Eosinophilic gastrointestinal disorders (EGIDs) are a group of rare conditions that affect the digestive system.…
If you have a digestive condition, you may know a lot about a single part of your digestive system. However, you may not know how each part of the digestive system works together to help us digest and absorb the food we eat.
The digestive system is made up of the gastrointestinal tract (AKA the GI Tract) and the liver, pancreas, and gallbladder.
Below you will find an overview of the parts of the digestive system.
The mouth is the first point of contact between food and our digestive system. Food enters the mouth and our teeth grind the food into smaller pieces, while our saliva starts breaking down carbohydrates. Our tongue pushes the food to the back of our throat so it can then be swallowed.
Food is then swallowed and enters the esophagus. A contraction and relaxation of muscles pushes the food along the esophagus in a wave-like motion called peristalsis.
Next, food enters the upper part of the stomach and is mixed with digestive juices. The contents of the stomach (called chyme) are then slowly emptied into the small intestine.
The small intestine is the main site of vitamin and nutrient absorption along the digestive tract. Digestive juices made by the pancreas, liver, and intestines help to break food down into components that are small enough to pass through the intestinal wall to be used by the body. Water is also absorbed by the small intestine.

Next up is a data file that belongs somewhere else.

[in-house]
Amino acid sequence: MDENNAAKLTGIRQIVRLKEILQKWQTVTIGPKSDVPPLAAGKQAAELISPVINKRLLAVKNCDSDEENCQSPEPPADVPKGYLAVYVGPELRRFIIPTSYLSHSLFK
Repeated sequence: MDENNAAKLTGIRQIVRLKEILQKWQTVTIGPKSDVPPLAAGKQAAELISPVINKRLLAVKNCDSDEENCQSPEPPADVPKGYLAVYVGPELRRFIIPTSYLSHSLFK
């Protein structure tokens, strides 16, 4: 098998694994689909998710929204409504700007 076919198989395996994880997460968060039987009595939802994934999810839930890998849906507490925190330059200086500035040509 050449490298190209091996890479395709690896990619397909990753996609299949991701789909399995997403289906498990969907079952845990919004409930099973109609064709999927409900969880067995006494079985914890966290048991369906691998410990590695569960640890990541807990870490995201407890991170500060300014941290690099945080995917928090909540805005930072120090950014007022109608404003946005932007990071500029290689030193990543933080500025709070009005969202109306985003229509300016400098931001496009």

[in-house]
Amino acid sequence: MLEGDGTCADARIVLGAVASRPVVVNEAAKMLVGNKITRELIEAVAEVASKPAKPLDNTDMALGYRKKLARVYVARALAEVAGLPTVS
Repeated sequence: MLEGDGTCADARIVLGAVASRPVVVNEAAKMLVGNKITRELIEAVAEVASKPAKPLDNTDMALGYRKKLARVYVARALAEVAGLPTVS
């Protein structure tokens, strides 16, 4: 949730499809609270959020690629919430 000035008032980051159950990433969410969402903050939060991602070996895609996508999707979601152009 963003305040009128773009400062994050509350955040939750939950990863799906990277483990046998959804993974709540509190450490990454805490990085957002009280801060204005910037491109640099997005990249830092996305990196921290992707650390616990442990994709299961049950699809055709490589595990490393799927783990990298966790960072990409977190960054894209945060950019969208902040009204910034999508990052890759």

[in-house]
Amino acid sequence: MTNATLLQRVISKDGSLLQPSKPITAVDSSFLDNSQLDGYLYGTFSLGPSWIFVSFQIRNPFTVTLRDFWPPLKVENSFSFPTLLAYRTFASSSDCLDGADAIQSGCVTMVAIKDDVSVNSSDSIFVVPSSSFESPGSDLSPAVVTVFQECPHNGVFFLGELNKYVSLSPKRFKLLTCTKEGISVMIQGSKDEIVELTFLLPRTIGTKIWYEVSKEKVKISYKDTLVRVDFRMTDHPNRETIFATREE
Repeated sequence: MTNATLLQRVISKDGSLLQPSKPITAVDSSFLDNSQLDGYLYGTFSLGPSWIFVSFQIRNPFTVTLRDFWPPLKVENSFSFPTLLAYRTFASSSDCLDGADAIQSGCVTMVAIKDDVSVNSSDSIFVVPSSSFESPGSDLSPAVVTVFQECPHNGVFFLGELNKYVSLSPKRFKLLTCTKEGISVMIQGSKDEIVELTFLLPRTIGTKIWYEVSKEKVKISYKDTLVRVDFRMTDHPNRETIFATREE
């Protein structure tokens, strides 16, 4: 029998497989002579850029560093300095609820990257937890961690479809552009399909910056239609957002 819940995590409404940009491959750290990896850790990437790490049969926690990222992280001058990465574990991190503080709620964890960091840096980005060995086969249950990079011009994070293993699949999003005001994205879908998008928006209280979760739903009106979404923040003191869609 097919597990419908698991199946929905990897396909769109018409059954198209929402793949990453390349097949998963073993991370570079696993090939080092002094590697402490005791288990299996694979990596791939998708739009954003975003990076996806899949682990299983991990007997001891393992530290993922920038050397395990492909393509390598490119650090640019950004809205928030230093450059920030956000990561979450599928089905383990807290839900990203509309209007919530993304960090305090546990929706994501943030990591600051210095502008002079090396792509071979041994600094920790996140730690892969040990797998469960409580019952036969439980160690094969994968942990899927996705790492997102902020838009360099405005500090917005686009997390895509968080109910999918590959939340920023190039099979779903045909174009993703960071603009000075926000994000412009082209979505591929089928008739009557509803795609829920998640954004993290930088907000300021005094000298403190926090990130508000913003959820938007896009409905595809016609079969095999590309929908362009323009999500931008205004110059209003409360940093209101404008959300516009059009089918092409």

The pancreas makes a digestive juice that contains enzymes which break down proteins, carbohydrates, and fats. These digestive juices flow from the pancreas into the intestines via a tube called a duct.
Liver and gallbladder
The liver makes a digestive juice called bile. Bile helps us break down fats and plays an important role in the absorption of fat-soluble vitamins (such as Vitamin D). Bile is stored in the gallbladder between meals and is released into the intestines via the bile duct.
Food continues to be pushed through the small intestine and into the large intestine (AKA the colon) by peristalsis. Most of the remaining water is absorbed at this point along with electrolytes and certain vitamins.
The large intestine is also the site of a collection of microbes called the “microbiota”. This includes bacteria which ferment (break down) certain types of carbohydrates and make gas and other byproducts.
The very end of the large intestine is called the rectum. It is the end of the line for the intestinal contents where stool is stored and pushed out during a bowel movement.
For a detailed look at how food moves through our digestive system system, check out this video.
Katelyn Collins, RD is a registered dietitian specializing in irritable bowel syndrome (IBS) and digestive health. Katelyn’s personal experience with IBS first sparked her passion for nutrition and health. Since then, she has been a vocal advocate for the digestive health community and has dedicated her own nutrition practice to serving those with digestive conditions.